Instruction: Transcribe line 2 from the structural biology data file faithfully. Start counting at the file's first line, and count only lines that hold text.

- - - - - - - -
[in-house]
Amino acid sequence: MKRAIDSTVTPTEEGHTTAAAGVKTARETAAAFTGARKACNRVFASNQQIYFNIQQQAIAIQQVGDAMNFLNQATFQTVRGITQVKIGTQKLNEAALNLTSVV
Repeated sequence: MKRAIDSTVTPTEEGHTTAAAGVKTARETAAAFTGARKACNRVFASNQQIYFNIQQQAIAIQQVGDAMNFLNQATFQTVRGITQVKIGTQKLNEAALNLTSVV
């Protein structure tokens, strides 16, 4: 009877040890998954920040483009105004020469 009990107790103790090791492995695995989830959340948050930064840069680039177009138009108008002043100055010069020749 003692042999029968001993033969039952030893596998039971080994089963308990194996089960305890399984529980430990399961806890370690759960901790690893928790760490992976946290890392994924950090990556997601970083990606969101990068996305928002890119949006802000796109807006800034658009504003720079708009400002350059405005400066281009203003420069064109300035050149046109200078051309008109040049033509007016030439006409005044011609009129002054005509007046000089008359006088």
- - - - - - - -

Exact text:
Amino acid sequence: MKRAIDSTVTPTEEGHTTAAAGVKTARETAAAFTGARKACNRVFASNQQIYFNIQQQAIAIQQVGDAMNFLNQATFQTVRGITQVKIGTQKLNEAALNLTSVV